The following article is a small excerpt from one of my books. I hope you’ll want to learn more and let me help you to get into the best shape of your life.
Better known as salt, it’s an alkaline mineral whose chemical short form is Na. It’s an essential element in the human body, needed for maintaining the correct balance of acidity and alkalinity and for regulating the volume of fluids.
Salt can effect blood pressure, particularly in salt sensitive people, here is how. Since salt cannot be stored in the body without the right amount of water, it retains water to accommodate sodium levels. Unless the over supply is excreted, the fluid volume in the blood vessels will rise with the sodium levels. The result may be high blood pressure. One in five people have high blood pressure and half these people are salt sensitive. Check with your doctor for high blood pressure and to see if you are salt sensitive.
Nutrition experts cannot really agree on the ideal amount of salt to be taken daily, however their range goes from 500 to 5,000 mg. per day. To put this in perspective, the average adult male consumes about 10,000 mg. daily, while some women consume about 9,000 mg. daily. The most agreed upon amount is about 2,000 mg. daily. Anything over that and you will begin to retain water and sodium can hold up to 50 times its weight in water.
In general, fruits and vegetables contain small amounts of sodium while meats, fish and shellfish contain higher amounts. The more processed, preserved, pickled or carbonated an item is, the more sodium it’s bound to contain.
In certain people excessive amounts of sodium has been linked to water retention, swelling, weight gain, high blood pressure (hypertension) and heart disease. This does not mean to eliminate salt in your diet, because that could lead to severe health problems such as; cramping, decrease resistance to infection, eye disturbances, fatigue, loss of taste, poor memory and circulation, prolonged wound healing, splitting hairs and white spots on nails.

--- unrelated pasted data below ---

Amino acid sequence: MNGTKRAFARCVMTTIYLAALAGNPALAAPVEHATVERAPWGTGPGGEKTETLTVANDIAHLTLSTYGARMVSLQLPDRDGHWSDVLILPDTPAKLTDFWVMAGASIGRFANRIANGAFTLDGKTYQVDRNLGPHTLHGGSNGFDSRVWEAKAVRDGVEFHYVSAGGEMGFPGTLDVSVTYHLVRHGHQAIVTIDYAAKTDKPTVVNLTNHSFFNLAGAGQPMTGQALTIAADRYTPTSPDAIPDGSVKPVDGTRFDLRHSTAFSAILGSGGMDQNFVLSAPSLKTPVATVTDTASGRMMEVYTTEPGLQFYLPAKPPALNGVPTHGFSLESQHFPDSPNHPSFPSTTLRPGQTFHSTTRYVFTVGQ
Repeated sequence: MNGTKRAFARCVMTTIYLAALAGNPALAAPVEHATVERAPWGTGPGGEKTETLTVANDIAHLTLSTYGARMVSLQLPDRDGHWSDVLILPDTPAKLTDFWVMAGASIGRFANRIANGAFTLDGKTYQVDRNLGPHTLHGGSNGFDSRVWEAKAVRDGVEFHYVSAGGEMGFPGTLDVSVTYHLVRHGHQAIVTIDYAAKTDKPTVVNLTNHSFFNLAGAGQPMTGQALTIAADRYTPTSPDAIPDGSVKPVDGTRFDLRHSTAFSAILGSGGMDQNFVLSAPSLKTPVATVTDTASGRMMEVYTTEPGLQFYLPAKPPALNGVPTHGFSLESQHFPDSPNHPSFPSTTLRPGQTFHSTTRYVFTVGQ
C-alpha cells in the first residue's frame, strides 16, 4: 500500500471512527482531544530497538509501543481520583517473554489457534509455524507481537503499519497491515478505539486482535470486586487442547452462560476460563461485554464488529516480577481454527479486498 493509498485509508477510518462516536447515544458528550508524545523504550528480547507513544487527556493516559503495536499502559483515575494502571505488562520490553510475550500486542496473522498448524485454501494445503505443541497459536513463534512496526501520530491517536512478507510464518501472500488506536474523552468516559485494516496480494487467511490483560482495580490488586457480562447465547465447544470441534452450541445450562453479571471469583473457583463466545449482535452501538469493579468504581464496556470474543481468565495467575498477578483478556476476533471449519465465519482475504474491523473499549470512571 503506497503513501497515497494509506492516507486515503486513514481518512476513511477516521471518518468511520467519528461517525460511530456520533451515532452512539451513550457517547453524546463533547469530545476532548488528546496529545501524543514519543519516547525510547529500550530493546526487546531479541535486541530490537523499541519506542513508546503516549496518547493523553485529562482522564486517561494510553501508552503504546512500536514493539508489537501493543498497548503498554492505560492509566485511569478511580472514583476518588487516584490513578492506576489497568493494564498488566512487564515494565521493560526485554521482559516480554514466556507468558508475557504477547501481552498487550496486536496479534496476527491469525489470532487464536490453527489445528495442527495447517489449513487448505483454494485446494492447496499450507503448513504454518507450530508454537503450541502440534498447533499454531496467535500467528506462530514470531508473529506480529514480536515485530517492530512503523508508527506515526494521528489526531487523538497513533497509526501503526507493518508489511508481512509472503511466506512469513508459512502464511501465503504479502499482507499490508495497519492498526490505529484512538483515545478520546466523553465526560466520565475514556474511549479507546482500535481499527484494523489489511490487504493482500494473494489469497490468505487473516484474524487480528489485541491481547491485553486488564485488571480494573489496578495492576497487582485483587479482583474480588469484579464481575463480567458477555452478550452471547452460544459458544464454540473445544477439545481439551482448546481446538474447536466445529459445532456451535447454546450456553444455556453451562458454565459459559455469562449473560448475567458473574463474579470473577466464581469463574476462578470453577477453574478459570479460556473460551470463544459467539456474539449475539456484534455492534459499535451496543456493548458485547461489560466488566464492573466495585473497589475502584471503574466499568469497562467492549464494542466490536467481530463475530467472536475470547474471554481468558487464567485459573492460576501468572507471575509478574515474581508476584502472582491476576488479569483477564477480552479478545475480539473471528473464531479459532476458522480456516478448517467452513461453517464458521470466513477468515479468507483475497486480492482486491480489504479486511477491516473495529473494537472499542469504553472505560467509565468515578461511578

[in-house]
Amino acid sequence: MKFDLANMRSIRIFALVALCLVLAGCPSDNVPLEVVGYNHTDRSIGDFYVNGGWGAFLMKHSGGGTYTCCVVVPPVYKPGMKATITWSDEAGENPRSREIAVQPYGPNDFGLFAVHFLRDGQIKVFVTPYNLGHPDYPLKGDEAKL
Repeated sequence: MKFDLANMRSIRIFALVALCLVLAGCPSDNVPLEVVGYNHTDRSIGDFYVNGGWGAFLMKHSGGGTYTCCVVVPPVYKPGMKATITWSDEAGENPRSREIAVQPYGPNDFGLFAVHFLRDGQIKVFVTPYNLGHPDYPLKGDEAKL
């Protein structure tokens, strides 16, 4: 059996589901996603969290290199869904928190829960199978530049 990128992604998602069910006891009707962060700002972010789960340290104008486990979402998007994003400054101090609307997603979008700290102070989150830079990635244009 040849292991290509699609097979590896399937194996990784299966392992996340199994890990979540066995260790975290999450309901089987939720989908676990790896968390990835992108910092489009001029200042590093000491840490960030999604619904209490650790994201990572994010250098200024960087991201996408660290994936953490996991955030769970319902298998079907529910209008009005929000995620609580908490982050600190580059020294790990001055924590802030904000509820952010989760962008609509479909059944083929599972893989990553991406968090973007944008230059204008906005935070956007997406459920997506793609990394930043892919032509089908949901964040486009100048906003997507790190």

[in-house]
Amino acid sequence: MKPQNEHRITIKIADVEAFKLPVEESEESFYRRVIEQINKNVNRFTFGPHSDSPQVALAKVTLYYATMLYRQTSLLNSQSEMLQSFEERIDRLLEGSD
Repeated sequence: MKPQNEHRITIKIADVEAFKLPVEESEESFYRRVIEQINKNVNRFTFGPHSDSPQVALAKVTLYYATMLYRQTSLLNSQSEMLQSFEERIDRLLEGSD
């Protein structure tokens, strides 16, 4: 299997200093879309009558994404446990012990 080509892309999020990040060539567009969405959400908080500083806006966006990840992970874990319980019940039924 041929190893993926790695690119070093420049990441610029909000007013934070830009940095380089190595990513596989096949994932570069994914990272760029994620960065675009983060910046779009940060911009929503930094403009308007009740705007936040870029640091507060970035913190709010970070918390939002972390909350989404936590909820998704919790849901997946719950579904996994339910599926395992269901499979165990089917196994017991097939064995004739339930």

Do not try to change your sodium habits overnight. Keep track of your daily intake and gradually reduce to the recommended amounts.
Here are some tips to help you reduce sodium;
- be a sodium sleuth and read the food labels (Na or NaCl)
- do not add salt without tasting and then add sparingly
- use lemons, garlic, pepper, caraway, anything low in sodium for a flavour substitute
- reduce your use of prepared condiments like ketchup, soy sauce, olives and pickles
- cut back on cured meats (ham, bacon, salami, bologna, wieners )
- stay clear of salty fish (lox, herring, dried cod, sardines)
- cut back on baked goods containing baking powder
- watch the amount of pop and club soda you drink
- avoid salted crackers, tinned nuts, pretzels and potato chips
- avoid the saltier cheeses like Roquefort and Gorgonzola and highly processed cheese spreads, dips and whipped dessert toppings.
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